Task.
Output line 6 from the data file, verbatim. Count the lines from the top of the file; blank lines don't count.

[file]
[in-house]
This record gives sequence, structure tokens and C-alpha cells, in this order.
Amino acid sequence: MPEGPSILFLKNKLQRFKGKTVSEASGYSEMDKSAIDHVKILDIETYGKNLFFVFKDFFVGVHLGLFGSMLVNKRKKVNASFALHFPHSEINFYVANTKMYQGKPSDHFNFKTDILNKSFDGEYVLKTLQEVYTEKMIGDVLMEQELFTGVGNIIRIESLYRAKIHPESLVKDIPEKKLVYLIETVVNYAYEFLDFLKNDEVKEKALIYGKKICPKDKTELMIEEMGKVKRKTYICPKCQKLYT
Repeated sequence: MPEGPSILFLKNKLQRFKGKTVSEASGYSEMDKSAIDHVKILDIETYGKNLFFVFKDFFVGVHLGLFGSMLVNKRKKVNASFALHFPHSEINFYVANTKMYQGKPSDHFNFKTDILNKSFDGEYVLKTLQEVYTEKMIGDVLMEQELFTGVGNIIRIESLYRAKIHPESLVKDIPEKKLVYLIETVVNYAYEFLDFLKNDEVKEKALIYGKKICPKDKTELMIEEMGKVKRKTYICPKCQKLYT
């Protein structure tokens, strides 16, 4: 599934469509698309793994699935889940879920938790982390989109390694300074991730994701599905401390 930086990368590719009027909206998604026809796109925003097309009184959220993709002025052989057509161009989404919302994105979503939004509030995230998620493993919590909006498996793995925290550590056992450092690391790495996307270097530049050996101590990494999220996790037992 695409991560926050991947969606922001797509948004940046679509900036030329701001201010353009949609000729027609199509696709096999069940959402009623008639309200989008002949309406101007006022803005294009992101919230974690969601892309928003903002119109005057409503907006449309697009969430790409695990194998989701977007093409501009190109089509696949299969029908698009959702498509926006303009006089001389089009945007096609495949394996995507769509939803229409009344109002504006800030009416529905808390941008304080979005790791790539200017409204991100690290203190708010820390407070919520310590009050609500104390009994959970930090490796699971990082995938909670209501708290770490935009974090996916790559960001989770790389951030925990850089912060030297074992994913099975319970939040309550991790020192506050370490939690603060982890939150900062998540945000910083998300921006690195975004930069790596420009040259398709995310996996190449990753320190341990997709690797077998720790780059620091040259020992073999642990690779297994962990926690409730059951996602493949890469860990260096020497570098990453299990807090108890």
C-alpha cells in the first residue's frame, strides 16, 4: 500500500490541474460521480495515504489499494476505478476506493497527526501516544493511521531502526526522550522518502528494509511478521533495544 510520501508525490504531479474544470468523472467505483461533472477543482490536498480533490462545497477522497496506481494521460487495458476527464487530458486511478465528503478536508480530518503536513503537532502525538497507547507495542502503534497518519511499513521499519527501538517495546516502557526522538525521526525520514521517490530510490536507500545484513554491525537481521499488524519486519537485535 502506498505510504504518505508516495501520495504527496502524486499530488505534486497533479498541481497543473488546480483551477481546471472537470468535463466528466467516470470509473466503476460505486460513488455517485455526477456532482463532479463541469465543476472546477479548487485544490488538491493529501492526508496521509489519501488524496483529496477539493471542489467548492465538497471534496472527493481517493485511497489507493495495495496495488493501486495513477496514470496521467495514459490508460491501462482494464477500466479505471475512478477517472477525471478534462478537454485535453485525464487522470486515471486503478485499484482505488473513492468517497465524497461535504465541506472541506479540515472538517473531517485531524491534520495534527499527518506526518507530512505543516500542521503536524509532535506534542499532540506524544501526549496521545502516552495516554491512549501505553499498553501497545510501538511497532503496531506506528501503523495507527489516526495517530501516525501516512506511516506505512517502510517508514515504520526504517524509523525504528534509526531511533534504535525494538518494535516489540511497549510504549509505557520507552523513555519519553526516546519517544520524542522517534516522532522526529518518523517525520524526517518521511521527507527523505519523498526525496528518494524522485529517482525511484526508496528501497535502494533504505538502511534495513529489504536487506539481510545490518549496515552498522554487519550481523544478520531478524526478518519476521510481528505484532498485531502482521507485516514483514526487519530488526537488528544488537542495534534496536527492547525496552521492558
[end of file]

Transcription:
C-alpha cells in the first residue's frame, strides 16, 4: 500500500490541474460521480495515504489499494476505478476506493497527526501516544493511521531502526526522550522518502528494509511478521533495544 510520501508525490504531479474544470468523472467505483461533472477543482490536498480533490462545497477522497496506481494521460487495458476527464487530458486511478465528503478536508480530518503536513503537532502525538497507547507495542502503534497518519511499513521499519527501538517495546516502557526522538525521526525520514521517490530510490536507500545484513554491525537481521499488524519486519537485535 502506498505510504504518505508516495501520495504527496502524486499530488505534486497533479498541481497543473488546480483551477481546471472537470468535463466528466467516470470509473466503476460505486460513488455517485455526477456532482463532479463541469465543476472546477479548487485544490488538491493529501492526508496521509489519501488524496483529496477539493471542489467548492465538497471534496472527493481517493485511497489507493495495495496495488493501486495513477496514470496521467495514459490508460491501462482494464477500466479505471475512478477517472477525471478534462478537454485535453485525464487522470486515471486503478485499484482505488473513492468517497465524497461535504465541506472541506479540515472538517473531517485531524491534520495534527499527518506526518507530512505543516500542521503536524509532535506534542499532540506524544501526549496521545502516552495516554491512549501505553499498553501497545510501538511497532503496531506506528501503523495507527489516526495517530501516525501516512506511516506505512517502510517508514515504520526504517524509523525504528534509526531511533534504535525494538518494535516489540511497549510504549509505557520507552523513555519519553526516546519517544520524542522517534516522532522526529518518523517525520524526517518521511521527507527523505519523498526525496528518494524522485529517482525511484526508496528501497535502494533504505538502511534495513529489504536487506539481510545490518549496515552498522554487519550481523544478520531478524526478518519476521510481528505484532498485531502482521507485516514483514526487519530488526537488528544488537542495534534496536527492547525496552521492558